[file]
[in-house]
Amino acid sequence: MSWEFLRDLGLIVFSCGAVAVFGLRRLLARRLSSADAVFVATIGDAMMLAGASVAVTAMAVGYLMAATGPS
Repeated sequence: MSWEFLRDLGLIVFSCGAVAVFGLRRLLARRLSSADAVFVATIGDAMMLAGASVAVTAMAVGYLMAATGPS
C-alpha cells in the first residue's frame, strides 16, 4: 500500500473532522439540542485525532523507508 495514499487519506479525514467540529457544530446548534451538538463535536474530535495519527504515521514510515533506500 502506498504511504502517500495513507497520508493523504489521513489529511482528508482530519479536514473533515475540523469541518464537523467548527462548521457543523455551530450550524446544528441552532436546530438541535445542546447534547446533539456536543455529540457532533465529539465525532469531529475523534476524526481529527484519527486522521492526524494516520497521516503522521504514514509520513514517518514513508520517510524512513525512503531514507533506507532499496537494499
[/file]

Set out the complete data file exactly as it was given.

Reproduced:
[in-house]
Amino acid sequence: MSWEFLRDLGLIVFSCGAVAVFGLRRLLARRLSSADAVFVATIGDAMMLAGASVAVTAMAVGYLMAATGPS
Repeated sequence: MSWEFLRDLGLIVFSCGAVAVFGLRRLLARRLSSADAVFVATIGDAMMLAGASVAVTAMAVGYLMAATGPS
C-alpha cells in the first residue's frame, strides 16, 4: 500500500473532522439540542485525532523507508 495514499487519506479525514467540529457544530446548534451538538463535536474530535495519527504515521514510515533506500 502506498504511504502517500495513507497520508493523504489521513489529511482528508482530519479536514473533515475540523469541518464537523467548527462548521457543523455551530450550524446544528441552532436546530438541535445542546447534547446533539456536543455529540457532533465529539465525532469531529475523534476524526481529527484519527486522521492526524494516520497521516503522521504514514509520513514517518514513508520517510524512513525512503531514507533506507532499496537494499